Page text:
Civic leaders across north-west England are locked in negotiations with ministers as Boris Johnson prepares to unveil sweeping new controls in an attempt to stem the surge of coronavirus infections.
The Prime Minister will set out his three-tier strategy in a Commons statement, with areas in England labelled as medium, high or very high risk, which will inform the “appropriate interventions” needed in each area.
In Merseyside, which is expected to be subject to the most stringent Tier 3 controls, local leaders were battling for an enhanced package of financial support for businesses hit by the new measures.
Manchester meanwhile was resisting moves to require it to close pubs and bars, arguing that it should be placed in the less restrictive Tier 2 category.
Culture Secretary Oliver Dowden denied that ministers had been “panicked” into imposing economically damaging new measures at a time when deaths from Covid-19 were relatively low compared to the start of the pandemic.
While he said that he hoped controls would be able to be eased, he acknowledged that they may be required to remain in place until Christmas and beyond.
“The purpose of doing this is to ensure we get the virus under control so by the time that we get through to after Christmas we are in that position where it is under control,” he told Sky News.
“Indeed I hope it will be sooner than that.”
In a statement, seven local leaders from Merseyside including Metro mayor Steve Rotheram and Liverpool City mayor Joe Anderson said they had been told pubs, bars, betting shops, casinos, adult gaming centres and gyms would all have to close.
They said that they had made clear the support on offer – including the job support scheme announced by Chancellor Rishi Sunak for the Government to pay up to two thirds of the salaries of staff in businesses ordered to close – was inadequate.
Mr Rotheram said there was little they could do to challenge the decision, but that discussions had been continuing through the night on an improved support package.
“We were told we were going into Tier 3, no ifs, no buts. We can either expend energy on that or we can try and get a better deal,” he told the BBC Radio 4 Today programme.
“Some people like to shout at the wind but if they can’t change the direction of the wind it is important to shield people from its effects.”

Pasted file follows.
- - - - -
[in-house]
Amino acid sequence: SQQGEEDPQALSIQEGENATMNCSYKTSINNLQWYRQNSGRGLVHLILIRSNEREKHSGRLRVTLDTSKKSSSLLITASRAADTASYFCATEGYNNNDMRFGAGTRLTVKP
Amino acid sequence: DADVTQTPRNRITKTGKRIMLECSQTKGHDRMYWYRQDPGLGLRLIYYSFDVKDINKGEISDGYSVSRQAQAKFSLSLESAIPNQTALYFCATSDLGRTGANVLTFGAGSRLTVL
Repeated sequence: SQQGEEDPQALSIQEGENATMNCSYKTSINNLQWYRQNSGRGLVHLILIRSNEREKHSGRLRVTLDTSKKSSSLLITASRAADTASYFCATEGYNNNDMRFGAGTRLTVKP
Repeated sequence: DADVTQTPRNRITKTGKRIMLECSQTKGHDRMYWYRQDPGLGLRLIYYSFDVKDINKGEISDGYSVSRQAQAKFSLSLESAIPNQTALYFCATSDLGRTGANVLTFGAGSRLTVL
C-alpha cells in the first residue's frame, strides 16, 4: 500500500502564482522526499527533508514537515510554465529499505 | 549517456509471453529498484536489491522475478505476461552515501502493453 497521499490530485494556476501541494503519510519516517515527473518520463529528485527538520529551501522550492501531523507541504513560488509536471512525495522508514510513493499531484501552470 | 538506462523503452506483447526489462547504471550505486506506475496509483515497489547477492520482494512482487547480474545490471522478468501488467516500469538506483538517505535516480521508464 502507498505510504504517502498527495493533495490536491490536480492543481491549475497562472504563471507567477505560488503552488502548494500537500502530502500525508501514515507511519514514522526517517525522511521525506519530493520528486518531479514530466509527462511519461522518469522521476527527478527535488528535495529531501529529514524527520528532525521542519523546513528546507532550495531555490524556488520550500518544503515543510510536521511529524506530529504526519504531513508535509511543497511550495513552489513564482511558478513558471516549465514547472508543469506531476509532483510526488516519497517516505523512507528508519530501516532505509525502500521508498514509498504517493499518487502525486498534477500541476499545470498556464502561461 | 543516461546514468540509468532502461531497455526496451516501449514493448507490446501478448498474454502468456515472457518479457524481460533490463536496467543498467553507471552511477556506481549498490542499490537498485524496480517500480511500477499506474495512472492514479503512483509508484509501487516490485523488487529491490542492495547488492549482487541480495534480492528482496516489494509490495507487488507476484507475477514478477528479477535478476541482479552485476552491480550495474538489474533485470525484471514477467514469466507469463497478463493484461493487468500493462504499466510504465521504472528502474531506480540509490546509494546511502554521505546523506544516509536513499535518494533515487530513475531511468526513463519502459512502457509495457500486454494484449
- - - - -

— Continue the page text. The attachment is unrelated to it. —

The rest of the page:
They have not been able to show us any data that connects bars and pubs in Greater Manchester with transmission of the Covid-19 virusSir Richard Leese, Manchester City Council
In Manchester, City Council leader Sir Richard Leese said local leaders were still in discussions with the Government as to what restrictions should apply in the area.
Despite high levels of infections, he said they had made the case that Greater Manchester should be placed in Tier 2 as there was little evidence that pubs and bars had been responsible for the spread of the disease in the area.
“They have not been able to show us any data that connects bars and pubs in Greater Manchester with transmission of the Covid-19 virus. They have not been able to provide any evidence that closing them down will work,” he told the Today programme.
“We have far more finely-grained data collected by our own directors of public health that seems to demonstrate that there is not a particular connection between bars and restaurants and the transmission of Covid.”
Meanwhile, the night-time economy adviser for Greater Manchester, Sacha Lord, has started legal proceedings to challenge the lockdown of hospitality and entertainment venues.
Mr Dowden made clear the Government would resist any legal action, insisting ministers were supported by chief scientific adviser Sir Patrick Vallance.
We are taking reasonable and proportionate measures because we can see the risk coming down the lineOliver Dowden
“We know there are challenges around hospitality – for example, the obvious point you can’t wear a mask when you are sat down and eating, that frequently you are in contact with people that you don’t normally meet, and we know that the virus thrives on that kind of social interaction,” he told the BBC Radio 4 Today programme.
He said the Government had to act now amid clear evidence the disease was on the rise again.
“We are certainly not panicking. We are taking reasonable and proportionate measures because we can see the risk coming down the line,” he said.
“If you look at the lead indicators – both the number of infections and now, sadly, the number of people that are in hospitals with Covid – all of those point to a rapidly rising disease. The path is very clear.”
Mr Johnson chaired a meeting of the Government’s Cobra contingencies committee meeting on Monday intended to to determine “the final interventions” before announcing the measures in Parliament.
He will then hold a press conference with Chancellor Rishi Sunak and chief medical officer Professor Chris Whitty, while MPs are expected to vote on the new controls on Tuesday.
Labour leader Sir Keir Starmer accused the Government of treating local communities and politicians, particularly in the North West, the North East and the Midlands, “with contempt”.
“It’s just not good enough, you have to take people with you on this, listen to what local leaders are saying,” he told LBC radio.
However Calum Semple, professor of outbreak medicine at the University of Liverpool and a member of the Scientific Advisory Group for Emergencies (Sage), said Liverpool was getting “hammered” by the virus and action was necessary.
He said more than half of the beds in the main hospital in the city are already occupied by patients with the disease.
“Already staff are feeling overburdened, emotionally wiped out (and have) a lot of psychological stress because they’re having this horrible groundhog experience,” he told BBC Breakfast.
“And they’re looking outside and thinking we’re not even into winter yet.”